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Imitating the Good Samaritan Today

Unpacking Pope Francis’ latest encyclical on fraternity and social friendship

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Fratelli Tutti, released Oct. 3, 2020, and subtitled “On Fraternity and Social Friendship,” focuses on a theme, which had been endorsed also by the Orthodox Patriarch Bartholomew and Grand Imam Ahmad Al-Tayyeb, “God has created all human beings equal in rights, duties and dignity, and has called them to live together as brothers and sisters” (No. 5).

He does not ignore the positive advances in the areas of science, technology, medicine, industry and welfare, above all in developed countries. Nonetheless, he says, “We wish to emphasize that, together with these historical advances, great and valued as they are, there exists a moral deterioration that influences international action and a weakening of spiritual values and responsibility” (No. 29).

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In Invitation

Pope Francis’ third encyclical, “Fratelli Tutti: On Fraternity and Social Friendship” (OSV, $12.95), reflects on human solidarity and friendship. The document calls for greater connectivity and concern for the world and those who inhabit it. Fratelli Tutti is “an invitation to dialogue among all people of good will.”

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POPE ASSISI ENCYCLICAL
Pope Francis signs his new encyclical, “Fratelli Tutti, on Fraternity and Social Friendship” after celebrating Mass at the Basilica of St. Francis in Assisi, Italy, Oct. 3, 2020. CNS photo/Vatican Media

He noted: “As I was writing this letter, the COVID-19 pandemic unexpectedly erupted, exposing our false securities. Aside from the different ways that various countries responded to the crisis, their inability to work together became quite evident. For all our hyper-connectivity, we witnessed a fragmentation that made it more difficult to resolve problems that affect us all. Anyone who thinks that the only lesson to be learned was the need to improve what we were already doing, or to refine existing systems and regulations, is denying reality” (No. 7).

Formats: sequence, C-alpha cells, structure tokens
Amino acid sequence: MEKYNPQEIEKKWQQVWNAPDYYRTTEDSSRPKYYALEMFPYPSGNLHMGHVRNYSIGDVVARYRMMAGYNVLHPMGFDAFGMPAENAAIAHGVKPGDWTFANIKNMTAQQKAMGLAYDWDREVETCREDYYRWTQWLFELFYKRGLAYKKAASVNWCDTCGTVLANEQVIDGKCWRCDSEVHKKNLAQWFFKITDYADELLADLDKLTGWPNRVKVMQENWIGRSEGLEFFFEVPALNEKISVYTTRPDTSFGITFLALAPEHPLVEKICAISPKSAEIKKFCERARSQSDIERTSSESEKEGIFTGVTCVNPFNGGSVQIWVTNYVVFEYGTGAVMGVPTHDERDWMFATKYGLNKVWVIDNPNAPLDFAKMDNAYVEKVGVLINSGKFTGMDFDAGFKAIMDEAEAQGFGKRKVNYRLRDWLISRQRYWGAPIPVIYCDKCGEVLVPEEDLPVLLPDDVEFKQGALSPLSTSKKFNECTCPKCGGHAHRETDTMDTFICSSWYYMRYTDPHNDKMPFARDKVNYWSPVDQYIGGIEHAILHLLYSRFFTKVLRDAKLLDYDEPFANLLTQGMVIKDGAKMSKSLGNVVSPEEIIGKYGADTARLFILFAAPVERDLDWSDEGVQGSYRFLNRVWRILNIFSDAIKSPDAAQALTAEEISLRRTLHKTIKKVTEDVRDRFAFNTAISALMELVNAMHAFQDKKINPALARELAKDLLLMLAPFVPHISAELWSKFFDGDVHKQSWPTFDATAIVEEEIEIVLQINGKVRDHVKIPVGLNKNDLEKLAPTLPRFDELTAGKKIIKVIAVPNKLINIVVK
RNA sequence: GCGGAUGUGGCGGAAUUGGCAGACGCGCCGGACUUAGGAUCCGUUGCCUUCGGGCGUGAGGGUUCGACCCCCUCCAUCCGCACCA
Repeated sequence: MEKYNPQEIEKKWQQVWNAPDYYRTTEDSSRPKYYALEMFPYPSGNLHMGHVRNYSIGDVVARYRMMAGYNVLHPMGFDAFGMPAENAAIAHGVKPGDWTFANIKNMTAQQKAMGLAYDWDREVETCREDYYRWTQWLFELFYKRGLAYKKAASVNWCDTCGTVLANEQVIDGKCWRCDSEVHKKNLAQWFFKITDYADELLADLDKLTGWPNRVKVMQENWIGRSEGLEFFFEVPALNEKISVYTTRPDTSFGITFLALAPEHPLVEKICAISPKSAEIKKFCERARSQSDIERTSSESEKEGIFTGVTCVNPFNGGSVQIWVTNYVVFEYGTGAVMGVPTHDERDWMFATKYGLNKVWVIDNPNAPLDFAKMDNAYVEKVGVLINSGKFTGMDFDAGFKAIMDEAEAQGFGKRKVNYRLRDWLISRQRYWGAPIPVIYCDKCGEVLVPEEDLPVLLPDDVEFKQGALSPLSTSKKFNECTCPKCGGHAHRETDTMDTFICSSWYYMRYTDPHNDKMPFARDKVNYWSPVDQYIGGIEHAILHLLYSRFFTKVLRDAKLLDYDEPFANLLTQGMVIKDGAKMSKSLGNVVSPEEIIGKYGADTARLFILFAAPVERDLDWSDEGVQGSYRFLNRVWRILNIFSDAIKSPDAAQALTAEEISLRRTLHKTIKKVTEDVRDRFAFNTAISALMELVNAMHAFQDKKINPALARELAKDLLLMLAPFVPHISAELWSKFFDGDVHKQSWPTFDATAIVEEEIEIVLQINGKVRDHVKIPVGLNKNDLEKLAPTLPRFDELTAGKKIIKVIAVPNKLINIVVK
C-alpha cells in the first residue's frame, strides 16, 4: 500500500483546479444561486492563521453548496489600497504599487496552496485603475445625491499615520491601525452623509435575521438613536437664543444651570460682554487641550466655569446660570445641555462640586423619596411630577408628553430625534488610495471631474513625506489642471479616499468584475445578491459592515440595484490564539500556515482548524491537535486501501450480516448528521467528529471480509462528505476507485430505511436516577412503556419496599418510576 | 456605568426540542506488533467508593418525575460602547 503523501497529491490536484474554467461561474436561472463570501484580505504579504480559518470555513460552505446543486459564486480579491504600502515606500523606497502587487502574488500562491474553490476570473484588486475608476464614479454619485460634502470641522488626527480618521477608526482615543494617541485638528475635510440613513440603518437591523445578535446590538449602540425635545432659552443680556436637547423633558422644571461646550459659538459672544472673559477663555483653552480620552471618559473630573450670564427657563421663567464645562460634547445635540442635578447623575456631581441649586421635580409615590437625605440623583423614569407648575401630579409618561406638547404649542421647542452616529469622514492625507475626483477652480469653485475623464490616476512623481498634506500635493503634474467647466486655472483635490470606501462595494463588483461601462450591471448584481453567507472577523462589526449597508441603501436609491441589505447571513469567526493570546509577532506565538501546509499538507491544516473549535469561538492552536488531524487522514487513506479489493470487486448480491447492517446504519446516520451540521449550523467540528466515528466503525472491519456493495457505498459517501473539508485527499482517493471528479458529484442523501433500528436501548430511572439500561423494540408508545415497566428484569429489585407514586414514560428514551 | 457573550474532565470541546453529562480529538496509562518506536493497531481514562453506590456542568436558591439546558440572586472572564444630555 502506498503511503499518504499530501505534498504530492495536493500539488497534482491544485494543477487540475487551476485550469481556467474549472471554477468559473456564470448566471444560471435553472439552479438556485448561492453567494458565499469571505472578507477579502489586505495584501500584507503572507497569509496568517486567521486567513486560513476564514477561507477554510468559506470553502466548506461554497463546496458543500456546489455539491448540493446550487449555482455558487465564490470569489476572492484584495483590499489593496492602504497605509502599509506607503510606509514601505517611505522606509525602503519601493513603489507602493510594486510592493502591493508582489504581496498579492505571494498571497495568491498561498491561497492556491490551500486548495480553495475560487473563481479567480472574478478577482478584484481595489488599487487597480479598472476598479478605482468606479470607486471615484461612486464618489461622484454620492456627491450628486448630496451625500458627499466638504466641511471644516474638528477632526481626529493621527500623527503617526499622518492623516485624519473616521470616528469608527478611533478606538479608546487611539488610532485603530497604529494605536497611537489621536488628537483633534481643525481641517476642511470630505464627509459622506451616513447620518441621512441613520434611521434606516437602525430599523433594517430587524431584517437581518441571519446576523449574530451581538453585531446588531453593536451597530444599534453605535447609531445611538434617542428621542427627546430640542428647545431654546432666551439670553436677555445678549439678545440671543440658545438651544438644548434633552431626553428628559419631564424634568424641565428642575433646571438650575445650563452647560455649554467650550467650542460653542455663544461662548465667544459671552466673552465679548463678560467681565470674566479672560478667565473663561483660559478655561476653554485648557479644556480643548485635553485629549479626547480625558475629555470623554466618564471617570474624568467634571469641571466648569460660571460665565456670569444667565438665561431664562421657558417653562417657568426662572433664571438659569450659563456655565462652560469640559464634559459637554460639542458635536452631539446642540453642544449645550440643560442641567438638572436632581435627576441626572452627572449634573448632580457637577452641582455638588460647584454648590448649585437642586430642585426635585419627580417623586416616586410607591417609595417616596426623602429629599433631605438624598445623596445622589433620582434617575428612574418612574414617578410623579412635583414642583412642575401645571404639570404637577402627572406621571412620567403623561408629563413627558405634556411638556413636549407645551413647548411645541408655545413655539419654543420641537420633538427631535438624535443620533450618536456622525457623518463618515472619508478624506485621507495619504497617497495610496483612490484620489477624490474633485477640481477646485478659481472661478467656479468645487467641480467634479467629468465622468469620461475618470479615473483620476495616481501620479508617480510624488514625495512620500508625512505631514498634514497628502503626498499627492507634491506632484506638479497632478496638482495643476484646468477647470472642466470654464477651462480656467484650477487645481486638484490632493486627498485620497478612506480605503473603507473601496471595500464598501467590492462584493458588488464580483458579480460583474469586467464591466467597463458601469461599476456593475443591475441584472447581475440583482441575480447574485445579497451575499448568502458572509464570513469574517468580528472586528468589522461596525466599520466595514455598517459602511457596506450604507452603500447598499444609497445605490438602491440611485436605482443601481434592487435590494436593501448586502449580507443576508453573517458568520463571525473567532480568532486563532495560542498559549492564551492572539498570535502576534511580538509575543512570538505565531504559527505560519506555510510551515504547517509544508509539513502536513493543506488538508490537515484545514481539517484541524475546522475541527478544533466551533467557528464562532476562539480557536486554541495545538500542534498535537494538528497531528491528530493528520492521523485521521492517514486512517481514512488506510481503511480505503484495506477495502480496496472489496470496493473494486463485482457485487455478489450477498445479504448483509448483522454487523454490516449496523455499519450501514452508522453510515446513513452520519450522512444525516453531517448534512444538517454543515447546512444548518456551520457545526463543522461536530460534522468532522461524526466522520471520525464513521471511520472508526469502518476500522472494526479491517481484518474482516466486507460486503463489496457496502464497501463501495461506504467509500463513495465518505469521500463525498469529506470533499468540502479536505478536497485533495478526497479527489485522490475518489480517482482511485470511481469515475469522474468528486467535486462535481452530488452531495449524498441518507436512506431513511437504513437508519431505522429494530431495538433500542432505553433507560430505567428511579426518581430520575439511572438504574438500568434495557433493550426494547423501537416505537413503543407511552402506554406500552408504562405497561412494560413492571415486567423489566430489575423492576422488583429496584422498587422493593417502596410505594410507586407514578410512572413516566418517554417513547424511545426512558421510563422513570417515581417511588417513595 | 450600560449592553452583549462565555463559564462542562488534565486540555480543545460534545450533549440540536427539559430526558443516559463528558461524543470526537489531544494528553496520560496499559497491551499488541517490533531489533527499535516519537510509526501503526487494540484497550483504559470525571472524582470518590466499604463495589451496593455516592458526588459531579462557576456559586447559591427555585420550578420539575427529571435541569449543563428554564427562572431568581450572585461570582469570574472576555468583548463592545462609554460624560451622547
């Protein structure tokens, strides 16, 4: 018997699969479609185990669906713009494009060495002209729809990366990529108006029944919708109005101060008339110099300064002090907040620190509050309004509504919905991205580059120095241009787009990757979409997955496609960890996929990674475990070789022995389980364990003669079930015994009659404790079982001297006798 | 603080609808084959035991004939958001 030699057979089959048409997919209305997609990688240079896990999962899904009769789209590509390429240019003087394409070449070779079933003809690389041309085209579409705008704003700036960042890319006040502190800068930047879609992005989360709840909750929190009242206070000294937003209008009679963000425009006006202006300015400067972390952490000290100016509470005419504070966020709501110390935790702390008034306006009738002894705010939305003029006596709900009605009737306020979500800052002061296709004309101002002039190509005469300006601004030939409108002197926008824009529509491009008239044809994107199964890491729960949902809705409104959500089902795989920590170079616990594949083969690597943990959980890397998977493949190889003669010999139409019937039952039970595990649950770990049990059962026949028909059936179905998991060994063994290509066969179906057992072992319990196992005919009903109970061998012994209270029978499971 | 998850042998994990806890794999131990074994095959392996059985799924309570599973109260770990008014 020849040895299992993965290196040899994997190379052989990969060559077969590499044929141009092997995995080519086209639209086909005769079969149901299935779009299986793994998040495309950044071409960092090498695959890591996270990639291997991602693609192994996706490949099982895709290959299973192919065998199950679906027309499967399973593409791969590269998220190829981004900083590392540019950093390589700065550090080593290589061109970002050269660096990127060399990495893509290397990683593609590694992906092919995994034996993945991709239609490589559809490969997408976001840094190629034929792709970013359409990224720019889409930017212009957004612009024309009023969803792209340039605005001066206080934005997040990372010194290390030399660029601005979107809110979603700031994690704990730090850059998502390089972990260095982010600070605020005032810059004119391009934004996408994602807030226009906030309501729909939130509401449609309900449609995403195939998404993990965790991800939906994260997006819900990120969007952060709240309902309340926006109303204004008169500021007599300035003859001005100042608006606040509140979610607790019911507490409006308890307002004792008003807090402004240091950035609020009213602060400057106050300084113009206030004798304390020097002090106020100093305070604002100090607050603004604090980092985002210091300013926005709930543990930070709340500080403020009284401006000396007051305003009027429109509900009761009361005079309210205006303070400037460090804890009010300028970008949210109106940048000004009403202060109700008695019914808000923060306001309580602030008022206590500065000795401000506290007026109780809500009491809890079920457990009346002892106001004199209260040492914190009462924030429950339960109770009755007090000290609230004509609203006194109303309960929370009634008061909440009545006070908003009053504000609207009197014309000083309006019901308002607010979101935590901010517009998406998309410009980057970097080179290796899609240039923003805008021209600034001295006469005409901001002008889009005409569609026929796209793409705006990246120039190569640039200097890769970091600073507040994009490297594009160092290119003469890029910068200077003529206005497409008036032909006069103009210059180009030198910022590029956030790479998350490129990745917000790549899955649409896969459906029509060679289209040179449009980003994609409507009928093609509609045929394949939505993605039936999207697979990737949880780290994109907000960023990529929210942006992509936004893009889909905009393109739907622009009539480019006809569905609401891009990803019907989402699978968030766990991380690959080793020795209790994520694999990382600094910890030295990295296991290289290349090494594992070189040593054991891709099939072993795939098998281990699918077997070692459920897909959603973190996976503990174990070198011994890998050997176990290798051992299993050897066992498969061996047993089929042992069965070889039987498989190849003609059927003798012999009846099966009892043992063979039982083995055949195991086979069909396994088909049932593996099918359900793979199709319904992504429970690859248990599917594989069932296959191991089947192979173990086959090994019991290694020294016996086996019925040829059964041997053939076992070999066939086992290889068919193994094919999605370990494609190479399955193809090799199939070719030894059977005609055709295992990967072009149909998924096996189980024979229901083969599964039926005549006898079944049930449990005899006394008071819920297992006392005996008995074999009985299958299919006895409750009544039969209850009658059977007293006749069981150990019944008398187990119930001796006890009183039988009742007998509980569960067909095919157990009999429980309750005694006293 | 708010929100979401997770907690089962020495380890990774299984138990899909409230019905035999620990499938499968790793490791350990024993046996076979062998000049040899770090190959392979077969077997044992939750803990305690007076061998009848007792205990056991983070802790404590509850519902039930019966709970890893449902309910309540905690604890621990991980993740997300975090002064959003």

This would not be the first time that the fragmentation among human beings has been noted. Accepting the Nobel Peace prize in 1964, Martin Luther King Jr. said, “We have learned to fly the air like birds and swim the sea like fish, but we have not learned the simple art of living together as brothers.”

Pope Francis, who took his name after Francis of Assisi, who believed in the universal brotherhood of all creation, calls today’s human beings to learn from the ever old and ever new challenge of the Gospel: Who was neighbor to the man who fell among robbers? The one who showed him compassion, God, and do likewise.

The encyclical touches on a wide range of issues. But the challenge of the encyclical is to reread the parable of the good Samaritan and ask ourselves where we fit into the story, mindful that those who look aside are secret allies of the robbers (cf. No. 75). There are four scenes in the parable. The first are the robbers engaged in their deed; second, the injured man left to his own resources on the roadside; third, the religion-linked persons (priest and Levite) passing by on the other side of the road; and fourth, the Jewish outcast, the Samaritan, showing compassion and helping. Who re-enacts these scenes today? And how?

The Robbers

Today’s robbers are the persons and social, economic and political structures of neoliberalism and of populism, who produce victims. The result is the manipulation and deformation of concepts such as democracy, freedom, justice; the loss of the meaning of the social community and history; selfishness and indifference toward the common good; the prevalence of a market logic based on profit and the culture of waste; unemployment, racism, poverty; the disparity of rights and its aberrations such as slavery, trafficking, women subjugated and then forced to abort, organ trafficking (cf. Nos. 10-24).

“There are huge economic interests operating in the digital world, capable of exercising forms of control as subtle as they are invasive, creating mechanisms for the manipulation of consciences and of the democratic process” (No. 45). The pope warns against a “culture of walls” that favors the proliferation of organized crime, fuelled by fear and loneliness (cf. Nos. 27-28). Moreover, today we observe a deterioration of ethics (No. 29) contributed to, in a certain way, by the mass media, which shatter respect for others and eliminate all discretion, creating isolated and self-referential virtual circles, in which freedom is an illusion and dialogue is not constructive (Nos. 42-50).

The Injured Man

Second, the injured man represents all the victims of the causes mentioned above. They find their situation as victims made worse. The COVID-19 pandemic has exposed the vulnerability of all to the virus and the major social variations that exist in which some countries have hardly any ventilators for an entire population and others have enough, at the least, to cope under normal requirements. The cry of the poor, women, the aged and children reaches to the heavens, with an insufficient response from many.